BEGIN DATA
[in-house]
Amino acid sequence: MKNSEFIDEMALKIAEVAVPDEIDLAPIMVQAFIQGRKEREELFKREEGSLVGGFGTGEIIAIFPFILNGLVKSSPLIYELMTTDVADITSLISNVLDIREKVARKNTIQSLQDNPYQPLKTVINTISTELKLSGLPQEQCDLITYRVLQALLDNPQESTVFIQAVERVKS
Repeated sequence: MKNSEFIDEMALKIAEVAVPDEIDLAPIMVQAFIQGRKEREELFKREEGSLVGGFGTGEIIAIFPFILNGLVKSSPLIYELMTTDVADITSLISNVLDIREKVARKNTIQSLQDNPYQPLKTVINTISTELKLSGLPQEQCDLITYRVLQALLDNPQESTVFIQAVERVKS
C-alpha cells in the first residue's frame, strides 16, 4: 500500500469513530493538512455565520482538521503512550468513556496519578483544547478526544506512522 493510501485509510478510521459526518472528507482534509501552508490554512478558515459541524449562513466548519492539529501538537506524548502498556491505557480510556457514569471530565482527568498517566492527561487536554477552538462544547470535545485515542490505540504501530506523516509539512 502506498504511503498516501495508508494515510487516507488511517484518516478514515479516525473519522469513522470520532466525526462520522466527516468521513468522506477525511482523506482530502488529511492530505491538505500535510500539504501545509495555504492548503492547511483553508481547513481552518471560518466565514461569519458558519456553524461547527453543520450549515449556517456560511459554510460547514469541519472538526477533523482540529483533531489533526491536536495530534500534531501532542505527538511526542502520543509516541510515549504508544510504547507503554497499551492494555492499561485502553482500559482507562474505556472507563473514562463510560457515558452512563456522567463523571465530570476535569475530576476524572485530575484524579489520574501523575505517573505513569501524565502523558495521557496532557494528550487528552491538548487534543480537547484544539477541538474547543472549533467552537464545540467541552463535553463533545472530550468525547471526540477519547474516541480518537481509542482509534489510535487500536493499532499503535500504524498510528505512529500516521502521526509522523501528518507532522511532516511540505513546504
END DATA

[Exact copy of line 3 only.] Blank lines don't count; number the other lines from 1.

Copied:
Repeated sequence: MKNSEFIDEMALKIAEVAVPDEIDLAPIMVQAFIQGRKEREELFKREEGSLVGGFGTGEIIAIFPFILNGLVKSSPLIYELMTTDVADITSLISNVLDIREKVARKNTIQSLQDNPYQPLKTVINTISTELKLSGLPQEQCDLITYRVLQALLDNPQESTVFIQAVERVKS